In hurried speech, hitting the highlights, with no props and no handouts, one member from each student team had one minute each to quickly summarize their venture to a panel of judges as audience members hooted and hollered their support. And that was just the Elevator Pitch component of the exciting New Venture Championship (NVC) international business plan competition hosted in Portland, April 12-14, by the Lundquist Center for Entrepreneurship at the University of Oregon's Lundquist College of Business.
"The New Venture Championship is about innovation, growth, and venture creation. But it's also about passion and doing what you love. It brings together some of the best and brightest entrepreneurship students from top universities to create a experience that will forever be a touchstone in their development," said Lundquist Center Managing Director Randy Swangard, explaining why the event, now in its sixteenth year, continues to inspire and motivate.
In addition to the Elevator Pitch competition, NVC gave twenty student venture teams several opportunities to formally present their venture plans to panels of judges comprising practicing entrepreneurs, investors, and business leaders. In total, teams had the opportunity to win more than $95,000 donated by the event's generous sponsors: Columbia Sportswear, Intel Capital, Tektronix, Aequitas Capital Management, and more.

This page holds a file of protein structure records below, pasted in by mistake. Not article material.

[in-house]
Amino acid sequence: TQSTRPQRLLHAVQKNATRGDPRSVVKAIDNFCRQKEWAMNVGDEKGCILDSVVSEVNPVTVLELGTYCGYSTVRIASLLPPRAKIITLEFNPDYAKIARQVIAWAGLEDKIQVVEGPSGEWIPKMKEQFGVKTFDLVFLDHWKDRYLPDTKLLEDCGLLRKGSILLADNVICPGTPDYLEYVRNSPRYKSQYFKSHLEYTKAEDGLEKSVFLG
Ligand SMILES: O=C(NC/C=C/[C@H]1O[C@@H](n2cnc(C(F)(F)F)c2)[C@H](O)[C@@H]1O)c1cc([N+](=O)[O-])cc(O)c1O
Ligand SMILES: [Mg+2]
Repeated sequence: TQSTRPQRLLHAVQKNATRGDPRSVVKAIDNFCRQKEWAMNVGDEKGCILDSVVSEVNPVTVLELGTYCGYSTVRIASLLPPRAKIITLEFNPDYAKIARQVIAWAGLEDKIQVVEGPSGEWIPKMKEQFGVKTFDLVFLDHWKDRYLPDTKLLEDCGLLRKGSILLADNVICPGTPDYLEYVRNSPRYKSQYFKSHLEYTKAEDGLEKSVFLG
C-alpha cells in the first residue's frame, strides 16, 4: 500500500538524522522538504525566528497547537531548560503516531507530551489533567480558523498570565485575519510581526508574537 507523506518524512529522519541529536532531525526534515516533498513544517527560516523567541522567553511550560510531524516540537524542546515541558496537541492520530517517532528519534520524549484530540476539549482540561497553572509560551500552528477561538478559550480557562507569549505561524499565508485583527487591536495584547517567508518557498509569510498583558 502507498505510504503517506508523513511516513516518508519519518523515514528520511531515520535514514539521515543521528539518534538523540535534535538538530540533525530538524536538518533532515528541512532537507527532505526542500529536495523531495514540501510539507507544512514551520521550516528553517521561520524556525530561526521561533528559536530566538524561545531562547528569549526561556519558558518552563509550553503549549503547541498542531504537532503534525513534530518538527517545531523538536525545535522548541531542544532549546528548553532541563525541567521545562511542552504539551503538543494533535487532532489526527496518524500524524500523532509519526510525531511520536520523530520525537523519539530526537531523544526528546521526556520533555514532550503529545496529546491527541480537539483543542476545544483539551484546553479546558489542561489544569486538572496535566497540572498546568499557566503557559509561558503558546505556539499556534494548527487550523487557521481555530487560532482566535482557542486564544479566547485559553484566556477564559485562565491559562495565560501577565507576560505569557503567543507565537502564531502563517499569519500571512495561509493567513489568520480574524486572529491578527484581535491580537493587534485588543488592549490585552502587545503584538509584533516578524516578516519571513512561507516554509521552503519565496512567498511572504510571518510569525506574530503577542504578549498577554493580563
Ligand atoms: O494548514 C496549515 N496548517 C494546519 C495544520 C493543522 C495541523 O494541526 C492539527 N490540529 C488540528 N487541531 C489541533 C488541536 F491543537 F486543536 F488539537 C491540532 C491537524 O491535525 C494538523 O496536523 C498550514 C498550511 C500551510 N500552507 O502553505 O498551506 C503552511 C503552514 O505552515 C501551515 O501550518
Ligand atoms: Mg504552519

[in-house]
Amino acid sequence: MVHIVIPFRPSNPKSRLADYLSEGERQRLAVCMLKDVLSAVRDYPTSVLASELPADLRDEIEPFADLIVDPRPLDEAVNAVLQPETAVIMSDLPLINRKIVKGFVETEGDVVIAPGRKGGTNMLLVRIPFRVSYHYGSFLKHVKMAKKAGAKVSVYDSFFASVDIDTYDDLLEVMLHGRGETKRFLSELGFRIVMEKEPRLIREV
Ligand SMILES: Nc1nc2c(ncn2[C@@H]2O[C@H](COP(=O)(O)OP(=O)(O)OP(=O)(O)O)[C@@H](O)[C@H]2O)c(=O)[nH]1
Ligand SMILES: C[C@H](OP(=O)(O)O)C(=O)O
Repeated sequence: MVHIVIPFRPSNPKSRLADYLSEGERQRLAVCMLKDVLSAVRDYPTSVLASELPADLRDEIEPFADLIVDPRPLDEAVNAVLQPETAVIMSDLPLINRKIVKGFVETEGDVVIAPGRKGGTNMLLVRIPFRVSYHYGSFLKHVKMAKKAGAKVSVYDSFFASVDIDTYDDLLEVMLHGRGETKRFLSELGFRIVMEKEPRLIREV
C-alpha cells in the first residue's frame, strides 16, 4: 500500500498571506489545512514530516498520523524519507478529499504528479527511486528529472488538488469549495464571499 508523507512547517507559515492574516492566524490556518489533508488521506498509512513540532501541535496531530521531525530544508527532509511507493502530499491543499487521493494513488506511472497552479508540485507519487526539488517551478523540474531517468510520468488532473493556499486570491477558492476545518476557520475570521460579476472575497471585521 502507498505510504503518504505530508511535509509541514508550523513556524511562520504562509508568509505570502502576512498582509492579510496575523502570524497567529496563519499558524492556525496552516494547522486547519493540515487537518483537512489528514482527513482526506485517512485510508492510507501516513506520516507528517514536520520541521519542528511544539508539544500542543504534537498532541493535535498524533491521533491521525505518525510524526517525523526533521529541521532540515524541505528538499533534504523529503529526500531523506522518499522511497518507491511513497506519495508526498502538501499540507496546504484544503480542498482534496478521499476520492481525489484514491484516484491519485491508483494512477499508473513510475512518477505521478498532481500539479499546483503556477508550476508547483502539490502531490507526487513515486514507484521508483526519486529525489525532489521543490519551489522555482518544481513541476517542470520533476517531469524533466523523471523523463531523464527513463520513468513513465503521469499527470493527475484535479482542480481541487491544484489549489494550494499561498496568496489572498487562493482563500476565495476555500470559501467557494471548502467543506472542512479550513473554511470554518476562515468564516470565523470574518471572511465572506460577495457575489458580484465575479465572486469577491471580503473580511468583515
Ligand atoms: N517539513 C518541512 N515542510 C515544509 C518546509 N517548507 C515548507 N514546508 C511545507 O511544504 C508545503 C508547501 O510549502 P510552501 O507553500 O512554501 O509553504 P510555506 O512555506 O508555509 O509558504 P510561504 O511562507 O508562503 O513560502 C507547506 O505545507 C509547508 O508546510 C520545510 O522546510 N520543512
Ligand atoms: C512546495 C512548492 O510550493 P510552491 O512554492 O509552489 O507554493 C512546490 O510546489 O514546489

That prize money included a surprise gift by Georges St. Laurent, one of the Finals Round judges, who was so inspired by this year's competition he doubled the first place award, providing an additional $25,000 to the winning team. And St. Laurent's gift wasn't the only one that had attendees gasping and applauding. Columbia Sportswear President Tim Boyle and his wife, Mary, also made a multimillion dollar gift to NVC (see related story above).
But more than prize money, the New Venture Championship once again attracted superior teams and venture plans because of the feedback, insight, and education it provides this next generation of entrepreneurs. "The feedback we received from judges was phenomenal. They helped us articulate the concepts we knew but hadn't fully explained," noted Fred Maidment, a member of the winning team from University of Georgia's Mullis Enterprises, which seeks to produce environmentally friendly products to control household pests.
The winning team, however, wasn't the only one to benefit. As Swangard summarized, "Although we have only one champion, every team profits from the candid feedback, wisdom, and enthusiasm of judges. More than any other competition, NVC advances skill sets of all participating students, giving them confidence in their own abilities and better preparing them for leadership roles in tomorrow's entrepreneurial business environment."